got the scoop from video chat platform Seesmic that the company will be powering video comments for Moveable Type and TypePad blogs beginning next month, just like they have for WordPress.com since last month. Founder Loic Le Meur wrote this week that Seesmic will this month become the first Silverlight video service on mobile phones and next month the company will be integrating XMPP real-time messaging into Twhirl, the leading 3rd party Twitter client that they recently acquired.Andy Plesser at Beet.TV
Is Seesmic blowing up right now, or is it set to eventually implode? Read on and we will consider the issues...
As we wrote when Seesmic acquired Twhirl, the combined company is a vision of the future of the web. We hadn't taken video commenting on blogs into account in that post, and have since written a post highly skeptical of that feature's viability, but that's not the point here. The point is that the Seesmic team is a business development machine and their technology is incredibly seductive.
Questions About Seesmic
There are some big questions remaining about Seesmic - it may be too lightweight, too tied together with charisma and may be as screwed regarding a business model as many companies these days are said to be. It may be too niche, as only so many people want to broadcast themselves on video. (Though for the rest of us there's Twhirl.) We think there's something very substantive here though, regarding real time multi-media, group communication.
We can't help but compare the SixApart blog commenting news with the relative slowness of uptake for the video commenting plug-in offered by competitor Viddler. Viddler's technology is arguably superior, but their execs come across more like (very likable) football players than like hip French art-lovers who want to pour you a glass of wine and tell you fascinating stories about ethereal and potentially monetizable online phenomena. To be fair, Viddler does a lot of things with video and there's no reason to expect blog commenting to be a big part of their traffic.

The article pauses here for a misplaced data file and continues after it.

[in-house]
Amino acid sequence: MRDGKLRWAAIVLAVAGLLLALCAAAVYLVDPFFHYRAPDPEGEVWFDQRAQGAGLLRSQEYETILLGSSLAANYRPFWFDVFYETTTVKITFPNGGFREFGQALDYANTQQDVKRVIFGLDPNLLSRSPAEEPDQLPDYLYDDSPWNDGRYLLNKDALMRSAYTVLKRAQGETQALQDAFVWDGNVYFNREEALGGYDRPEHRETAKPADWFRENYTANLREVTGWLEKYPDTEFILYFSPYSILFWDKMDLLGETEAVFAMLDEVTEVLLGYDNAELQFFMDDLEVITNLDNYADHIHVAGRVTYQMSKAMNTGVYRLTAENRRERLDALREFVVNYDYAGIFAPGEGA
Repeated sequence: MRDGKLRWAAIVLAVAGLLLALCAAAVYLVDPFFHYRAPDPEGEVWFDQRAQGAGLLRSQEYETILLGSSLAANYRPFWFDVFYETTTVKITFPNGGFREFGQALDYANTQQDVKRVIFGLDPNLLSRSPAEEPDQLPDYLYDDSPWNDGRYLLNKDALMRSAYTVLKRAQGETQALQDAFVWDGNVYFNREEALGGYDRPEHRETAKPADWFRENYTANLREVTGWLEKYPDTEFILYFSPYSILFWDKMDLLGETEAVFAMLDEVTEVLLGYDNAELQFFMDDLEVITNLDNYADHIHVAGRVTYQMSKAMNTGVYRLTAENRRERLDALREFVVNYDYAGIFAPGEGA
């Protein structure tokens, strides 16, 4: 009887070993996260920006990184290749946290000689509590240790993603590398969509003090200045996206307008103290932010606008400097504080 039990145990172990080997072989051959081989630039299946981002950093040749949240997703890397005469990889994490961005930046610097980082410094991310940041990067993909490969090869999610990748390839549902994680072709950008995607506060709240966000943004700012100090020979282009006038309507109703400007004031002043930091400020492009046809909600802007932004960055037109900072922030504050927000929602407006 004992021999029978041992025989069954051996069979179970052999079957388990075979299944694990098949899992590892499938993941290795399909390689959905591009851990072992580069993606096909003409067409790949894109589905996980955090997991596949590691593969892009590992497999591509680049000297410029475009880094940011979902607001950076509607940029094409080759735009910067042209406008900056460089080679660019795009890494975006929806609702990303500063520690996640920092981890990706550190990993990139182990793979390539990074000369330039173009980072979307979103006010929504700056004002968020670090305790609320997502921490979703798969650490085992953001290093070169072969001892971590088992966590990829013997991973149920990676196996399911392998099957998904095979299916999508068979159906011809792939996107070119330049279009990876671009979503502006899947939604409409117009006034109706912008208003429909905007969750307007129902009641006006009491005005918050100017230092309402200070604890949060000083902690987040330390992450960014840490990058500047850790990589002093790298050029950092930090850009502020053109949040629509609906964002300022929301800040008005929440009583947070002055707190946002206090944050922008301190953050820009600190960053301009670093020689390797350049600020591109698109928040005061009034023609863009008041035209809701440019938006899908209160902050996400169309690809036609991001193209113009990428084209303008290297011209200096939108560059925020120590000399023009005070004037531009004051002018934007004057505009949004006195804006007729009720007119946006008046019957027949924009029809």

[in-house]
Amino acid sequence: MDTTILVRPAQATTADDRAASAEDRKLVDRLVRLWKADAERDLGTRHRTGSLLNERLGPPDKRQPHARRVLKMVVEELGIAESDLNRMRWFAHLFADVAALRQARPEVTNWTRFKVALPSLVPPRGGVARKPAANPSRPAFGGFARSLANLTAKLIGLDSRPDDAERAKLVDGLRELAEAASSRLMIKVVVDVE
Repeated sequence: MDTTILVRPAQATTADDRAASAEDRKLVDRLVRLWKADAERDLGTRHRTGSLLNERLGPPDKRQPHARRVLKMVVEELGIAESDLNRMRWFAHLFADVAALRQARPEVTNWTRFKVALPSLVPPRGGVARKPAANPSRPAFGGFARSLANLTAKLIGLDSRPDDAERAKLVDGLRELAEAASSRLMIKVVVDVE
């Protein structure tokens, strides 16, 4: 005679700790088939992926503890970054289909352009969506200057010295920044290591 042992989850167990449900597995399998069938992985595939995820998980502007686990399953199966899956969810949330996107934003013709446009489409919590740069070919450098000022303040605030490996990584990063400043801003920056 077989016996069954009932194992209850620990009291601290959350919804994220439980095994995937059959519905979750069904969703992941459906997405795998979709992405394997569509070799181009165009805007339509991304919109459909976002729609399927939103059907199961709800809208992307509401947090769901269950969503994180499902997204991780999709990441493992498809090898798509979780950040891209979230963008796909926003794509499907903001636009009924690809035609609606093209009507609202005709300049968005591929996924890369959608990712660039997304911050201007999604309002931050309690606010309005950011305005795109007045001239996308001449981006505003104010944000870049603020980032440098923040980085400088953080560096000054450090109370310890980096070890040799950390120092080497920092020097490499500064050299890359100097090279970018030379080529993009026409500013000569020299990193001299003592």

The moral of the story is that you'll likely be seeing Seesmic everywhere, soon. If you'd like to try out Seesmic - just add @getseesmic as a friend in Twitter and DM it with the word "get" to receive an invitation.
Whether being available everywhere leads to the platform actually being used is another question. Social news site Mixx, for example, keeps getting added to more mainstream media websites than you can shake a stick at and their traffic has not made the kind of jump you'd expect from such an association.
Video comment capabilities everywhere (except Blogger of course) may not make a huge impact on Seesmic use, but throw in some Silverlight on mobile phones and some video through an XMPP powered Twhirl and you've got a recipe for a well distributed pattern of heavy use in aggregate.